Ah, winter break! My last day of regular classes was Friday; I won't see most of my students again until early February. I'm going to miss my fifth graders, but I'll be honest, the thought of not having to teach sixth grade for a month and a half makes me a bit giddy.
During the holidays, I'm teaching three English camps. The first camp (this week and next week) is phonics with the first and second graders. So far, English camp has been a lot of fun. I only have seventeen students, which is a refreshing change after my normal classes, which are around forty students each. It's actually possible to actually interact with all my students during the camps! For instance, it's nice to be able to walk around and actually look at all my kids' work when they doing workbook activities and, if they're having problems, be able to crouch down and help them without sacrificing the other students.
Also, since my normal classes are only third through sixth graders, this is the first time I've gotten to teach the little kids, which has been a blast. There's a lot less formal work; we mostly play games and sing songs with just a little bit of deskwork. Also, this is such a fun age group to work with. The kids are just so exciting to see me and be here and learn English, and there's very little pretence. Also, I can be a lot more tactile with the kids. There's one little girl who will not stay in her seat and rather than repeatedly tell her to sit down, I've started just scooping her up and plopping her down in her seat. The little girls love to erase the board after class, but they're too tiny to reach half the board, just I just pick them up and let them erase the board in my arms.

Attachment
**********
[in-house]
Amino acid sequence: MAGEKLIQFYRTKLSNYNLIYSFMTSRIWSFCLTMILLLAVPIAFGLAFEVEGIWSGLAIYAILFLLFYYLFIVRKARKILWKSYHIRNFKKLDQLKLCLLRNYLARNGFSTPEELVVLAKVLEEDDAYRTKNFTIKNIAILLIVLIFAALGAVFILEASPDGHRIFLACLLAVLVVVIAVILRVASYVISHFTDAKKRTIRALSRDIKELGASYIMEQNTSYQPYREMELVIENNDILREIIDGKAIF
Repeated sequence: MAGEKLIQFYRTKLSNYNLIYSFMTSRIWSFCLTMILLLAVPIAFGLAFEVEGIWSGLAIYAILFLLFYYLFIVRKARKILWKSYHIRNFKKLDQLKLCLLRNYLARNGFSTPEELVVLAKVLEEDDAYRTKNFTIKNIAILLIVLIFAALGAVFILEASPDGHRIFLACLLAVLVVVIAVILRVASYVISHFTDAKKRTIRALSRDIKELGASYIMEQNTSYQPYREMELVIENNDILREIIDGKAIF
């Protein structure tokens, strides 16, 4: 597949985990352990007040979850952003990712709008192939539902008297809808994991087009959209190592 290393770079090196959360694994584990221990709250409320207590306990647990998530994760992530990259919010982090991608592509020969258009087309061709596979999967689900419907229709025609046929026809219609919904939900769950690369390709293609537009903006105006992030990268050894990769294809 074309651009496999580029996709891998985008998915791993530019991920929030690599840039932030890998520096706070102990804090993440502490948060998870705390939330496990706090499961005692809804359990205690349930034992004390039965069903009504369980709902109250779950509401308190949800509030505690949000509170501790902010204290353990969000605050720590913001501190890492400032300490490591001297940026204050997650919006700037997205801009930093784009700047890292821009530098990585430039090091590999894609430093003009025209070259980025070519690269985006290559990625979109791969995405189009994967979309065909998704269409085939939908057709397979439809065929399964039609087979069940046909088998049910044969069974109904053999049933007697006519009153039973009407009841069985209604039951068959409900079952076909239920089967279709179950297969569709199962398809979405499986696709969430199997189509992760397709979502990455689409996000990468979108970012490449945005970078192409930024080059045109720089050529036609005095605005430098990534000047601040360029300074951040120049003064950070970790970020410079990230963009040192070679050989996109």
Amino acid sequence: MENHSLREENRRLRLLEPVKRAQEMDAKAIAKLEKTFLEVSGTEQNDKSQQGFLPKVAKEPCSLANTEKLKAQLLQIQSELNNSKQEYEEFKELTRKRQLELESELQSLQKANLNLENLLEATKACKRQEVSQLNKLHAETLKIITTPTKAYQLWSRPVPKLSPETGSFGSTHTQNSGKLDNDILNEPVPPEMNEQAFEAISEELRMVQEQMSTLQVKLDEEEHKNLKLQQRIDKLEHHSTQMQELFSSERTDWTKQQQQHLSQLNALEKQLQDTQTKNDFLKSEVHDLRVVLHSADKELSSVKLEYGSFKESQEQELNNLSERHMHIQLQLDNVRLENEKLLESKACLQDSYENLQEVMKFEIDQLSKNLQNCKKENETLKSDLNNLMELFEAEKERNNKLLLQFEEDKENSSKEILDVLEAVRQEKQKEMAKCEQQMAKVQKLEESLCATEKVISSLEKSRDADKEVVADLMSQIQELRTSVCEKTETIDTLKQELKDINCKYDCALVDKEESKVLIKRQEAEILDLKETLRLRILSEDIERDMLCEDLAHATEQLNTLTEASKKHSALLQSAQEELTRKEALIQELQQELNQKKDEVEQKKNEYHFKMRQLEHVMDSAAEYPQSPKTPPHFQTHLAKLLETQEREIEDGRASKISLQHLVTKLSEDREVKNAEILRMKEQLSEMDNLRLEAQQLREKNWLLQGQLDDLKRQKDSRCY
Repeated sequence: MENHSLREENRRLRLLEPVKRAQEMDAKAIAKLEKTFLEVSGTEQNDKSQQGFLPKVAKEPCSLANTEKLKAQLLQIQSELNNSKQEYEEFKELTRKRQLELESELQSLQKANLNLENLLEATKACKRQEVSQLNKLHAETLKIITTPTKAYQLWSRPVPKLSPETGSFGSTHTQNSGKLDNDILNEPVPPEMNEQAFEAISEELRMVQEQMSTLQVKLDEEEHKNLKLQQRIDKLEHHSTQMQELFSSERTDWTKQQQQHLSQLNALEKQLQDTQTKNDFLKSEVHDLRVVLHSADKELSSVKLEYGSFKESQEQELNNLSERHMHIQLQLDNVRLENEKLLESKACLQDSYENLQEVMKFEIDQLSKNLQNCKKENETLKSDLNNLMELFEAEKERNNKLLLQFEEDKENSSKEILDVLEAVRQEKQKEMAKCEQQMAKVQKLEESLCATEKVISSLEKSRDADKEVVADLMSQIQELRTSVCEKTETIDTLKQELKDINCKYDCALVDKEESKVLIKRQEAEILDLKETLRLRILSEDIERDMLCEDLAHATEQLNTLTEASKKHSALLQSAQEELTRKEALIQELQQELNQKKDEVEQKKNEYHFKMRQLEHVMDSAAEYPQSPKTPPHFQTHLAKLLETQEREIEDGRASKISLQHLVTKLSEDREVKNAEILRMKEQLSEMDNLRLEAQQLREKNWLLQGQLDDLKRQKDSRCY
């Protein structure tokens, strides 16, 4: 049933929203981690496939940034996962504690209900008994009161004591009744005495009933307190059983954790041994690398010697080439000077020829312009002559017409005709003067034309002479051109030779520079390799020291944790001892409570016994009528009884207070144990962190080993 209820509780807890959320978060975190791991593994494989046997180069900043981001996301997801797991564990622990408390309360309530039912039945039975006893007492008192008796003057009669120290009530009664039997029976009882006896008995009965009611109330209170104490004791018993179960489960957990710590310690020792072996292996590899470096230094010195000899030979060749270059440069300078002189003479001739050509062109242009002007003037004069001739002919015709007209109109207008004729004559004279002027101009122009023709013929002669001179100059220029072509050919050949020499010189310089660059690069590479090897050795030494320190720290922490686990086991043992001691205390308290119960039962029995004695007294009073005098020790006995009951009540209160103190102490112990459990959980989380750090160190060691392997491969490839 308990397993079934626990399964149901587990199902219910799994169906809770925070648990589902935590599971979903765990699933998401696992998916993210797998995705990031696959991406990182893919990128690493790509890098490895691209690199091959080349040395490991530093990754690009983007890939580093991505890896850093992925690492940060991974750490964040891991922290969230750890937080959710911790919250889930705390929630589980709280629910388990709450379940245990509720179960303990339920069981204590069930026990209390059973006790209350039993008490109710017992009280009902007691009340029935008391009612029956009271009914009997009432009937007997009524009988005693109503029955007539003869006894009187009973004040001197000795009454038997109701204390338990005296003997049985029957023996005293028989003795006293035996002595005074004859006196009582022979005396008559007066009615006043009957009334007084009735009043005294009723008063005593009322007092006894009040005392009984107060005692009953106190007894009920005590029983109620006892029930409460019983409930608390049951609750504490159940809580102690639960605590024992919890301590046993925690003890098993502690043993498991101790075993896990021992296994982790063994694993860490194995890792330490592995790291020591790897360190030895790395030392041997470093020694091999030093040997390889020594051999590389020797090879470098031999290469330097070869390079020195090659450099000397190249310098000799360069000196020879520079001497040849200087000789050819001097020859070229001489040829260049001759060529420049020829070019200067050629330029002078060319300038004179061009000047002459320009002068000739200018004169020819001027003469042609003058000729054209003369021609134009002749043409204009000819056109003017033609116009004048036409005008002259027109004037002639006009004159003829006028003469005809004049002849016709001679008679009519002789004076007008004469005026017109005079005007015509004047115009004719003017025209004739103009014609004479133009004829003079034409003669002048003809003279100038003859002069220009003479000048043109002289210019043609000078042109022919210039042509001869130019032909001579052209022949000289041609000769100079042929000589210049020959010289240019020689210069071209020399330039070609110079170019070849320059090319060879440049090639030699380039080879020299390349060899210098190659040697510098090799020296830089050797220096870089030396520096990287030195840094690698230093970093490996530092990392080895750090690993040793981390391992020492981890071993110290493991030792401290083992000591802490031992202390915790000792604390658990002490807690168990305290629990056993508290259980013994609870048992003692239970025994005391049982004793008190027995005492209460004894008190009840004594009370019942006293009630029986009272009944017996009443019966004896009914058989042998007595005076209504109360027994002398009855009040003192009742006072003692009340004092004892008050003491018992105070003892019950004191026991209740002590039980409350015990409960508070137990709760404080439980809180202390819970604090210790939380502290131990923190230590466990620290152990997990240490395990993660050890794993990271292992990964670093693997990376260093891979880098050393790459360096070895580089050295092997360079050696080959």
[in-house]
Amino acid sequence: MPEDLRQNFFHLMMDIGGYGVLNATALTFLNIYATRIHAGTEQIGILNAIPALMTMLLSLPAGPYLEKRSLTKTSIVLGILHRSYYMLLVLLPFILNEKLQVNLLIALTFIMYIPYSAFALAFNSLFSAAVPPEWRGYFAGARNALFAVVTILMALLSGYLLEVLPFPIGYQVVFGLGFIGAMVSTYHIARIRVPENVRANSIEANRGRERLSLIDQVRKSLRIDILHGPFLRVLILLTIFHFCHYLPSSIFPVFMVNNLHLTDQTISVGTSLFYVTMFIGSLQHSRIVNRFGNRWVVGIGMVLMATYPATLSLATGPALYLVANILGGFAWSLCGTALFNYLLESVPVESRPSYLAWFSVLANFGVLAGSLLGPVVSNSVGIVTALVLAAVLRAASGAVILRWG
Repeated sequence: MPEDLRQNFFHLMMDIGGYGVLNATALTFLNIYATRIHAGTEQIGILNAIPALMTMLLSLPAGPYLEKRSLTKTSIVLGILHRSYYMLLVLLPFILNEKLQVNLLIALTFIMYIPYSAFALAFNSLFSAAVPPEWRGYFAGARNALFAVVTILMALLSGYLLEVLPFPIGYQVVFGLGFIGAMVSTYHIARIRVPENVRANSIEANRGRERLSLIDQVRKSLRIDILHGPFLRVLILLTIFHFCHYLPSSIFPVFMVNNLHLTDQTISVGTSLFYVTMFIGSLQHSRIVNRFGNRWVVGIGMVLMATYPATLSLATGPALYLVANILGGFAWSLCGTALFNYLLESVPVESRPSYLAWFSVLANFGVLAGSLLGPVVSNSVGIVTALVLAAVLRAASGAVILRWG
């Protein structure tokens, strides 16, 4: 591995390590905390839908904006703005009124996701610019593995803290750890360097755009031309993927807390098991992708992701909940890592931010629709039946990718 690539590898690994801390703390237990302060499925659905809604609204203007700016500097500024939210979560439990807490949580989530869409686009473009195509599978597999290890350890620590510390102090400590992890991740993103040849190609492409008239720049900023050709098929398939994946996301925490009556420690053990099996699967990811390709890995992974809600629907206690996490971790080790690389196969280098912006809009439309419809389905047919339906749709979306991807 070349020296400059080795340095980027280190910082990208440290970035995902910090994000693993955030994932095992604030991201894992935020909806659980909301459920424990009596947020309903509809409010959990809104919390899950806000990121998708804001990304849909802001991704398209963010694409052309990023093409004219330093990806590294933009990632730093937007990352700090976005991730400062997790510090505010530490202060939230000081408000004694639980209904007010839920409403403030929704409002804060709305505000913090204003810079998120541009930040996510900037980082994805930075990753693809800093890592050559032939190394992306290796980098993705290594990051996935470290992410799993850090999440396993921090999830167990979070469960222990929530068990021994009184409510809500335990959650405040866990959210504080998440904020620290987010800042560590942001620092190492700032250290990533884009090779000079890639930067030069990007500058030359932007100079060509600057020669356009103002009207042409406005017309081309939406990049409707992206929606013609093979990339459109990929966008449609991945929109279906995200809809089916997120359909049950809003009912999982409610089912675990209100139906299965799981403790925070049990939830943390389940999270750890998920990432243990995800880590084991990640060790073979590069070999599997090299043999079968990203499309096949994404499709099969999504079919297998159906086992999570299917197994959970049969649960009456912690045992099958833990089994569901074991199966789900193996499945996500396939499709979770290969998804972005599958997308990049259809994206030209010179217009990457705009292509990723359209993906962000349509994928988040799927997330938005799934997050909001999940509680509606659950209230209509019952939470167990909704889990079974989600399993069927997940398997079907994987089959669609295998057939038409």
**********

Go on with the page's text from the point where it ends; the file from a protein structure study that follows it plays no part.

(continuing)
The only bad part about winter camps is that they end at 11:20, leaving five and a half hours of free time before I can go home. That's a lot of time to kill. Also, I can't spend the afternoons in my office. My school's so old there's no central heating. Each of the classrooms have a radiator, but all my office has is a space heater, which doesn't keep the room warm. The current temperature in my office is about 44° F. I'm sticking it out in the classroom. It's especially rough since many principals let their NES go home early during the winter vacation, but not mine. It's also a bit creepy; except for the two teachers in the office downstairs, I'm the only person in the school.
So far this week, I've spent my afternoons getting super prepared for class. Part of the reason winter camps are going so well is that we always have all the materials we could possible need, primarily because I have five hours to prepare the day before. Need 180 flashcards for a game? Sure, I can make those. It's not like I'm doing anything else with my time. I'm going to run out of things to prepare soon, though. I've already started on next week's lessons.